If you loose control of a pistol’s backstrap then you will loose control of the entire pistol. This loss of control might be slight, or it might be gross; but, whatever the loss, it will show up on the target. After you’ve got your grip on the pistol under control it’s time to pay attention to the front sight picture. So, what’s that rear sight really for? If it’s properly centered then it is no more than a, ‘nest’ for the front sight to rest in. I’ve got over 50 years of shooting experience that teach: ALL GREAT PISTOL SHOOTING IS DONE BY AIMING AND FIRING OFF THE TOP OF THE FRONT SIGHT BLADE.
If you’re not aiming off the top of the front sight blade then both your hold and your concentration will be such that your shots are going to disperse around the target. Because you’re doing postal shooting I have to imagine somebody has talked about proper breathing while aiming with you. Yes? Here are the basics: Don’t eat for one hour prior to starting a match. Teach yourself to fire during an exhalation rather than during an inhalation; and fire on the, ‘half-exhalation’. (With a pistol you can do it either way; but, right now, you’re not ready for inhalation firing.)
Now it’s time to talk about trigger pull. This is a little tricky. It’s tricky because I’ve been shooting long enough to know that no two triggers are pulled in exactly the same way. If you’re past both types of flinching, it’s usually the horizontal dispersion that tells you how you’re pulling the trigger as well as exactly what adjustment in trigger pull you’re going to have to make. If you’re not past flinching problems then flinching is what you’re going to have to work on first; and the best way to do this is by dry-firing. (Something you really can’t do a lot of with a 22LR pistol.)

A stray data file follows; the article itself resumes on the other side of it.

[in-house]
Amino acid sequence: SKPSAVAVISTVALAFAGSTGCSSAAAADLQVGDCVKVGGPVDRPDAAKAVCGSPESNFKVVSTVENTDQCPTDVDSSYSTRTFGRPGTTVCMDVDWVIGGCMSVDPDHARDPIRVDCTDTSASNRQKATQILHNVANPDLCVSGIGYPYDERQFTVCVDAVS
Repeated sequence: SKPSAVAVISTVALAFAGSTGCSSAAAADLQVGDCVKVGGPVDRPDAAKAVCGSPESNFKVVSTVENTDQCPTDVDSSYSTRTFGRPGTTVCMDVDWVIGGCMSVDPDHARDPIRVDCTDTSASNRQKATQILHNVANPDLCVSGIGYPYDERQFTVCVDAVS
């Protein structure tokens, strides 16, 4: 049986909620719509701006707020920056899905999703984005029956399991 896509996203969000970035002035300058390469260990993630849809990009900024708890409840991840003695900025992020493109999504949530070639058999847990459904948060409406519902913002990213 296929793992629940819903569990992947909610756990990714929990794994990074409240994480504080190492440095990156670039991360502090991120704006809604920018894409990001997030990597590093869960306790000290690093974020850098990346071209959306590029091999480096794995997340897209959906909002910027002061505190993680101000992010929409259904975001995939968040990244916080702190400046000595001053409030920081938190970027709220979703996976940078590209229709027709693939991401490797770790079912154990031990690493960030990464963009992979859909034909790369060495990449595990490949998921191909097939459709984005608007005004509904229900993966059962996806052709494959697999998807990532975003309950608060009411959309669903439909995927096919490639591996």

Whenever I talk about pulling a trigger I’m usually talking about a rifle. Pistol triggers are better thought of as being, ‘tapped’ or, ‘pressed’ - almost always in a slightly downward direction and straight back into the frame. Again different pistols are fired in different ways. (‘Pistol’ is a generic term for ALL handguns - OK.) I’m going to break this down for you based on how I fire my own pistols.
On a full-size semiautomatic I place my finger on the trigger by bisecting the pad in front of my trigger finger’s distal joint. On a compact-size frame I’ll take more of a bite on the trigger and make contact with the trigger’s face more closely to the distal joint. (This is exactly the same way a double-action revolver should be fired.) In my experience trigger pull - ‘press’, or ‘tap’ on a pistol - is a very personal thing. No two shooters are going to do it quite the same way. You are going to have to find out what is most comfortable as well as what works best for you.
There are certain advantages to be obtained by using a (red dot) laser sight; however, right now, I’m going to encourage you to stay with conventional iron sights. The following charts are for right-handed pistol shooters. Simply reverse them if you’re left-handed - OK. http://img703.imageshack.us/img703/2018 ... schart.jpg http://img74.imageshack.us/img74/3232/r ... llmtw9.jpg
Here’s a couple of self-defense pistol shooting associations you might enjoy being part of. (Did me a world of good!) http://www.idpa.com/ http://www.uspsa.org/